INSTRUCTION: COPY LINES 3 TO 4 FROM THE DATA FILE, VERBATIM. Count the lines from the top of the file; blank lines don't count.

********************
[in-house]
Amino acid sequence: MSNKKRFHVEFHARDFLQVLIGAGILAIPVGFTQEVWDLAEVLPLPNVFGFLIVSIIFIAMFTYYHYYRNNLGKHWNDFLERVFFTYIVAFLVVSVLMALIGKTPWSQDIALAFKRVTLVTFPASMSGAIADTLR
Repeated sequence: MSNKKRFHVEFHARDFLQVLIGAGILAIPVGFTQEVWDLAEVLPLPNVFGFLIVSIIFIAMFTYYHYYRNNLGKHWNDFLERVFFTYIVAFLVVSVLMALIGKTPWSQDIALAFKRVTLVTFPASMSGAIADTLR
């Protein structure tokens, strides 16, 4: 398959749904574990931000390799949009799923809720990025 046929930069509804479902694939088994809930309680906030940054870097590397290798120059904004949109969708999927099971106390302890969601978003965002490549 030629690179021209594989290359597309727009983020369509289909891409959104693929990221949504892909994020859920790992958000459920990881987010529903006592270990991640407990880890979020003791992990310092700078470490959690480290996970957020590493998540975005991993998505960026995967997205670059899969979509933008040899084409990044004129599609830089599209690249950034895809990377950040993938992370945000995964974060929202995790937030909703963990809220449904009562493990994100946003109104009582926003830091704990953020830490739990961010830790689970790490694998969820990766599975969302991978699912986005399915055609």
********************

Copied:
Repeated sequence: MSNKKRFHVEFHARDFLQVLIGAGILAIPVGFTQEVWDLAEVLPLPNVFGFLIVSIIFIAMFTYYHYYRNNLGKHWNDFLERVFFTYIVAFLVVSVLMALIGKTPWSQDIALAFKRVTLVTFPASMSGAIADTLR
């Protein structure tokens, strides 16, 4: 398959749904574990931000390799949009799923809720990025 046929930069509804479902694939088994809930309680906030940054870097590397290798120059904004949109969708999927099971106390302890969601978003965002490549 030629690179021209594989290359597309727009983020369509289909891409959104693929990221949504892909994020859920790992958000459920990881987010529903006592270990991640407990880890979020003791992990310092700078470490959690480290996970957020590493998540975005991993998505960026995967997205670059899969979509933008040899084409990044004129599609830089599209690249950034895809990377950040993938992370945000995964974060929202995790937030909703963990809220449904009562493990994100946003109104009582926003830091704990953020830490739990961010830790689970790490694998969820990766599975969302991978699912986005399915055609």